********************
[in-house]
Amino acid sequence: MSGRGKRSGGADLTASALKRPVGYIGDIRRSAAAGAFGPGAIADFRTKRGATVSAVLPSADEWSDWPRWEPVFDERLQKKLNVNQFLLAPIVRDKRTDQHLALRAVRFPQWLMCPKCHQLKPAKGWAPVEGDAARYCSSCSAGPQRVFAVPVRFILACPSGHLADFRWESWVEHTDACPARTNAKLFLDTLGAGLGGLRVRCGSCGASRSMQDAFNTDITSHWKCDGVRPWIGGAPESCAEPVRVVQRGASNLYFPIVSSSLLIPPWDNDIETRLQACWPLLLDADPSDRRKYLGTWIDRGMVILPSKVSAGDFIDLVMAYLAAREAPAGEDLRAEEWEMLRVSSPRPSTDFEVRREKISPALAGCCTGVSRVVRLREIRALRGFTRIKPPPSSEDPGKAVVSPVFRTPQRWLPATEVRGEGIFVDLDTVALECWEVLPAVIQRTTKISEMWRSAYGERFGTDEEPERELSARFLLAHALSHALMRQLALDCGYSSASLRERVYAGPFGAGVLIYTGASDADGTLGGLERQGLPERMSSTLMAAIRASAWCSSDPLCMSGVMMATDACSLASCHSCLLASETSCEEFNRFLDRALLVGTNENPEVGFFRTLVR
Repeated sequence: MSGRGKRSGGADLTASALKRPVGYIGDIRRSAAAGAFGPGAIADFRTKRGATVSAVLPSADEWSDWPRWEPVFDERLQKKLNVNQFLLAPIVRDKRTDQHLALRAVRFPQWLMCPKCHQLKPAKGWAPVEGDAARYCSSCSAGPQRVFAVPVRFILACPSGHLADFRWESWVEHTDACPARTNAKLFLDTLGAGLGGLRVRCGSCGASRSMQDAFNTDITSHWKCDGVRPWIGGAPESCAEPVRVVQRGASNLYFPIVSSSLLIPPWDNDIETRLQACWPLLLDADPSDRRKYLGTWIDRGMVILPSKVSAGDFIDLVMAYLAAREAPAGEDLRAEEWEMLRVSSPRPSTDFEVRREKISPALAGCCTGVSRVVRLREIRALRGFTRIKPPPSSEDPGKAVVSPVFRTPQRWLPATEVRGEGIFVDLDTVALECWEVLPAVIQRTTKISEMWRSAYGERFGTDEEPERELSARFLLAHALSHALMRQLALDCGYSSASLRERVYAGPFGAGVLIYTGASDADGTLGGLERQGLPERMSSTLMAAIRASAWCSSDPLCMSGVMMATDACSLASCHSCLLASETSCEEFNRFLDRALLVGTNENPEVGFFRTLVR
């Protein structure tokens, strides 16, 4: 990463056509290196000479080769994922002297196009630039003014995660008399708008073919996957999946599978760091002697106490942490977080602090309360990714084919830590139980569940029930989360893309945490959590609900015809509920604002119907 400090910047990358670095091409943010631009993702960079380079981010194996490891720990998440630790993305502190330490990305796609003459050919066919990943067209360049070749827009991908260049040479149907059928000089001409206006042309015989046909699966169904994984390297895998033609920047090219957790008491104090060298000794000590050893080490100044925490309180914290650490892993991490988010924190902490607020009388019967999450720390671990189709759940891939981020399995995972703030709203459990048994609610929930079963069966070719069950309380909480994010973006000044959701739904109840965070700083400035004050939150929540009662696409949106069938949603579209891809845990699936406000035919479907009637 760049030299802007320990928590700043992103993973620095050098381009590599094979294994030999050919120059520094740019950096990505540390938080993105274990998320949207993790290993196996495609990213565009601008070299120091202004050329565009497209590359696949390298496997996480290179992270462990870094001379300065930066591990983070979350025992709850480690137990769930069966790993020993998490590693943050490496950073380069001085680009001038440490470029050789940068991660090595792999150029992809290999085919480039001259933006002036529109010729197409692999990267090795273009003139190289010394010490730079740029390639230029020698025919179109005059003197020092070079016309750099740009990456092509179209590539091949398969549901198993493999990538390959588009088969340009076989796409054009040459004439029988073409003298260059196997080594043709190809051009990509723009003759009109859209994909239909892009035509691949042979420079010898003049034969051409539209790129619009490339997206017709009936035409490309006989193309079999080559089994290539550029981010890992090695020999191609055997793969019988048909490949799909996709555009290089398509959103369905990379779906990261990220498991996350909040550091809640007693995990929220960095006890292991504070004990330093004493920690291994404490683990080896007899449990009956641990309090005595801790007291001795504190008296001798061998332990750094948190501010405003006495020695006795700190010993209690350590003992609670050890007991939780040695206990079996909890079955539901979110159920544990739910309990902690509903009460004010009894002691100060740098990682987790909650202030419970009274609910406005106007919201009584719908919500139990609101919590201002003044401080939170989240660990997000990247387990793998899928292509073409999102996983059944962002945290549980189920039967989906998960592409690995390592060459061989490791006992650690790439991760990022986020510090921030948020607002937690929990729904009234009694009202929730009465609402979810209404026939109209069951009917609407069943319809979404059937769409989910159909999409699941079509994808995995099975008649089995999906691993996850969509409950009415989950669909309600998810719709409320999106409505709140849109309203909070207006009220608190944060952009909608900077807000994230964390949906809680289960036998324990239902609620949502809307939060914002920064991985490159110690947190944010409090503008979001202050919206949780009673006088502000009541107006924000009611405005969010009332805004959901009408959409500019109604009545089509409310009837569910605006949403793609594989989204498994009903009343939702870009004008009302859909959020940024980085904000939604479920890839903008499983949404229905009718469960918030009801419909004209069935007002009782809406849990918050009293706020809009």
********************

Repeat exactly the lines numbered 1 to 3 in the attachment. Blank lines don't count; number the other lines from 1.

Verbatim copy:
[in-house]
Amino acid sequence: MSGRGKRSGGADLTASALKRPVGYIGDIRRSAAAGAFGPGAIADFRTKRGATVSAVLPSADEWSDWPRWEPVFDERLQKKLNVNQFLLAPIVRDKRTDQHLALRAVRFPQWLMCPKCHQLKPAKGWAPVEGDAARYCSSCSAGPQRVFAVPVRFILACPSGHLADFRWESWVEHTDACPARTNAKLFLDTLGAGLGGLRVRCGSCGASRSMQDAFNTDITSHWKCDGVRPWIGGAPESCAEPVRVVQRGASNLYFPIVSSSLLIPPWDNDIETRLQACWPLLLDADPSDRRKYLGTWIDRGMVILPSKVSAGDFIDLVMAYLAAREAPAGEDLRAEEWEMLRVSSPRPSTDFEVRREKISPALAGCCTGVSRVVRLREIRALRGFTRIKPPPSSEDPGKAVVSPVFRTPQRWLPATEVRGEGIFVDLDTVALECWEVLPAVIQRTTKISEMWRSAYGERFGTDEEPERELSARFLLAHALSHALMRQLALDCGYSSASLRERVYAGPFGAGVLIYTGASDADGTLGGLERQGLPERMSSTLMAAIRASAWCSSDPLCMSGVMMATDACSLASCHSCLLASETSCEEFNRFLDRALLVGTNENPEVGFFRTLVR
Repeated sequence: MSGRGKRSGGADLTASALKRPVGYIGDIRRSAAAGAFGPGAIADFRTKRGATVSAVLPSADEWSDWPRWEPVFDERLQKKLNVNQFLLAPIVRDKRTDQHLALRAVRFPQWLMCPKCHQLKPAKGWAPVEGDAARYCSSCSAGPQRVFAVPVRFILACPSGHLADFRWESWVEHTDACPARTNAKLFLDTLGAGLGGLRVRCGSCGASRSMQDAFNTDITSHWKCDGVRPWIGGAPESCAEPVRVVQRGASNLYFPIVSSSLLIPPWDNDIETRLQACWPLLLDADPSDRRKYLGTWIDRGMVILPSKVSAGDFIDLVMAYLAAREAPAGEDLRAEEWEMLRVSSPRPSTDFEVRREKISPALAGCCTGVSRVVRLREIRALRGFTRIKPPPSSEDPGKAVVSPVFRTPQRWLPATEVRGEGIFVDLDTVALECWEVLPAVIQRTTKISEMWRSAYGERFGTDEEPERELSARFLLAHALSHALMRQLALDCGYSSASLRERVYAGPFGAGVLIYTGASDADGTLGGLERQGLPERMSSTLMAAIRASAWCSSDPLCMSGVMMATDACSLASCHSCLLASETSCEEFNRFLDRALLVGTNENPEVGFFRTLVR